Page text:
Why You Should Be Eating More Spirulina

You may associate eating algae with fish, crabs, snails, and other aquatic (aka non-human) organisms. However, a blue-green alga called spirulina has been consumed by humans for centuries for its nutritional benefits, dating all the way back to the Aztecs. According to WebMD, they used spirulina on long-distance runs and to help people recover from diseases. Algae consumption has also been reported in ancient Chile, China, and Ireland, notes the Journal of Applied Phycology.

From ancient roots, algae have made their way into our modern-day diet as well, and the market for seaweed snacks is thriving. In 2013, $6.7 billion of seaweed was harvested around the world, and in 2012, at least around 38% of the global seaweed harvest was consumed as food (via the Journal of Applied Phycology). Spirulina, another type of algae, became well-known for its use by astronauts due to its anti-inflammatory and immune-boosting properties. Bringing food to space is very costly, reports Insider, so spirulina is a valuable supplement to space travelers for the high amount of nutritional value it packs into a relatively small package. But even down here on Earth, the superfood is nothing to sneeze at (and not just because of its antiallergic properties).

Spirulina is a nutrient-packed powerhouse

So why exactly is spirulina such a valuable addition to your diet? It's packed (gram for gram, more packed than just about any other food in the world) with various nutrients essential in our daily diets and the proper functioning of an array of biological systems, like protein, copper, iron, and magnesium (via Healthline). In fact, spirulina has been recognized as having as much or more protein than many vegetables and even eggs – Harvard Medical School states that the alga contains a whopping 60% protein. So as long as its deep-sea color doesn't discourage you, spirulina may be an excellent addition to your next protein shake.

In addition, Healthline highlights that spirulina is an exceptional source of antioxidants (the main one is called phycocyanin); it's actually these antioxidant properties that give spirulina the vibrant color it's known for. But they exist for function as much as fashion: Per WebMD, antioxidants are important for combating cancer, high blood pressure, and other conditions that can sometimes arise from oxidative stress. They can also protect your eyes as you age and reduce your risk of heart disease.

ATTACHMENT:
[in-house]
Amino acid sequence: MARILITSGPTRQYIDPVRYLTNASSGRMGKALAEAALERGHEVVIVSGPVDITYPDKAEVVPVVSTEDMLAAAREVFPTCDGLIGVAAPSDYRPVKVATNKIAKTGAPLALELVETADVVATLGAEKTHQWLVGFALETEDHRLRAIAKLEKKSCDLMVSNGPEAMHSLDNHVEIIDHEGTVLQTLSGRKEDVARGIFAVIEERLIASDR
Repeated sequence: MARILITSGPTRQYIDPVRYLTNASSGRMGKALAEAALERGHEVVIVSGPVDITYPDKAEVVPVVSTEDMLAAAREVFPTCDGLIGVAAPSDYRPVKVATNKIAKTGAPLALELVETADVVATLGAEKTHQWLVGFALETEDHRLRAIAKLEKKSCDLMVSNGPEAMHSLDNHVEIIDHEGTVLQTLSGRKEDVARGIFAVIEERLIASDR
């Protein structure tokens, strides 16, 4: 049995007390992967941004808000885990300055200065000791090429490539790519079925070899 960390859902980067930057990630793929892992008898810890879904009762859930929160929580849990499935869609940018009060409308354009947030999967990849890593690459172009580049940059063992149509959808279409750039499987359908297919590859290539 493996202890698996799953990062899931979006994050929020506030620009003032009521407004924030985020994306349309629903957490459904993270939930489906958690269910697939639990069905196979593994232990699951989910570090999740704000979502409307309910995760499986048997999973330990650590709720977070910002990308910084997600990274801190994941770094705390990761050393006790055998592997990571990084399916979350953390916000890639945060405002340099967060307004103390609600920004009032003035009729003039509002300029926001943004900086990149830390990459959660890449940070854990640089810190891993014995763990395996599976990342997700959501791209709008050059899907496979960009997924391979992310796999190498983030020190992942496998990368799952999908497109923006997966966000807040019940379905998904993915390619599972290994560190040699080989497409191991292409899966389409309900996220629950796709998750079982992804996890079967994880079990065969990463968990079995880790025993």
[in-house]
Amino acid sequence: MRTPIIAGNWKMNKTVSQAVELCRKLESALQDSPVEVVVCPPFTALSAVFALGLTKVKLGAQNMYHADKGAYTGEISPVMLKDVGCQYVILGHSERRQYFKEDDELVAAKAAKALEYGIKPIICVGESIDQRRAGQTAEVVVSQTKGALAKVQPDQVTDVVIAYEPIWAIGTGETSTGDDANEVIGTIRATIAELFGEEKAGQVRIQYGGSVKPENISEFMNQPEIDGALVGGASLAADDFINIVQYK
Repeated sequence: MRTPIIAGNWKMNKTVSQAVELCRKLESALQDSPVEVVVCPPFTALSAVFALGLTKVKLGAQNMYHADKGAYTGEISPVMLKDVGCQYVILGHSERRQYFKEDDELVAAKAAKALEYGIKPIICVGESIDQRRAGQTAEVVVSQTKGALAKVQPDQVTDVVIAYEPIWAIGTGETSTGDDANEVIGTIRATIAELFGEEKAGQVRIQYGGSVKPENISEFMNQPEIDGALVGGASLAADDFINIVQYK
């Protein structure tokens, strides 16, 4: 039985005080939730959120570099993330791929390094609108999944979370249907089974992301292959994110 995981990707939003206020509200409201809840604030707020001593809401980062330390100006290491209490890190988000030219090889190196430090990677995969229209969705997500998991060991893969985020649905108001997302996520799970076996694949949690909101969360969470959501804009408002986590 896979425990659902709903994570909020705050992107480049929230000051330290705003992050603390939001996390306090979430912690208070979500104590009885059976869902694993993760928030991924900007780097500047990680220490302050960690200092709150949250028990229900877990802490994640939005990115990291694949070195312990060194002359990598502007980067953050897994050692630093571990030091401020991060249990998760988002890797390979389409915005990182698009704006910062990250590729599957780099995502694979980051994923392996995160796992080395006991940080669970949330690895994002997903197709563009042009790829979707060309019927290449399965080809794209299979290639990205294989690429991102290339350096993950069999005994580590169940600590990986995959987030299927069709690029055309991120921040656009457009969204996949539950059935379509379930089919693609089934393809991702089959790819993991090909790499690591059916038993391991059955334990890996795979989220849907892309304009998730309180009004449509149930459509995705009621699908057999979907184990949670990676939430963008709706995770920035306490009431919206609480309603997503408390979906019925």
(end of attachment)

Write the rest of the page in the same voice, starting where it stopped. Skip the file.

Spirulina can lower cholesterol and fight disease

Although many protein-rich foods, like red meats, are commonly associated with increased cholesterol, spirulina is not only high in protein but has been known to simultaneously lower "bad" cholesterol as well as prevent it from oxidizing, according to Healthline; this oxidation is a big contributor to the development of heart disease.

But that's just the beginning: A 2013 study in the Journal of Medicinal Food states that spirulina and other blue-green algae have "antiviral, antitumor, antioxidant, anti-inflammatory, antiallergic, antidiabetic, and antibacterial properties" — basically, "anti-" all the scary stuff — and that spirulina can be a powerful additive for fighting cardiovascular and liver disease. It even holds promise for blood pressure regulation in both the short-term and long-term treatment of diabetes.

With all that in mind, does eating aquatic-looking algae sound appealing? Many don't love the taste of spirulina, which is described by The Big Carrot (via Unicorn Superfoods) as "a mouthful of lake water ... green and earthy with a slightly sulfuric edge" (yum?). As a result, spirulina is best added to other foods that mask the taste, such as smoothies or soups. It often comes in the form of powder, although sometimes it can be found in capsules and tablets as well. However you eat it, don't let the taste deter you — it's worth dabbling in algae for spirulina's extraordinary nutritional benefits.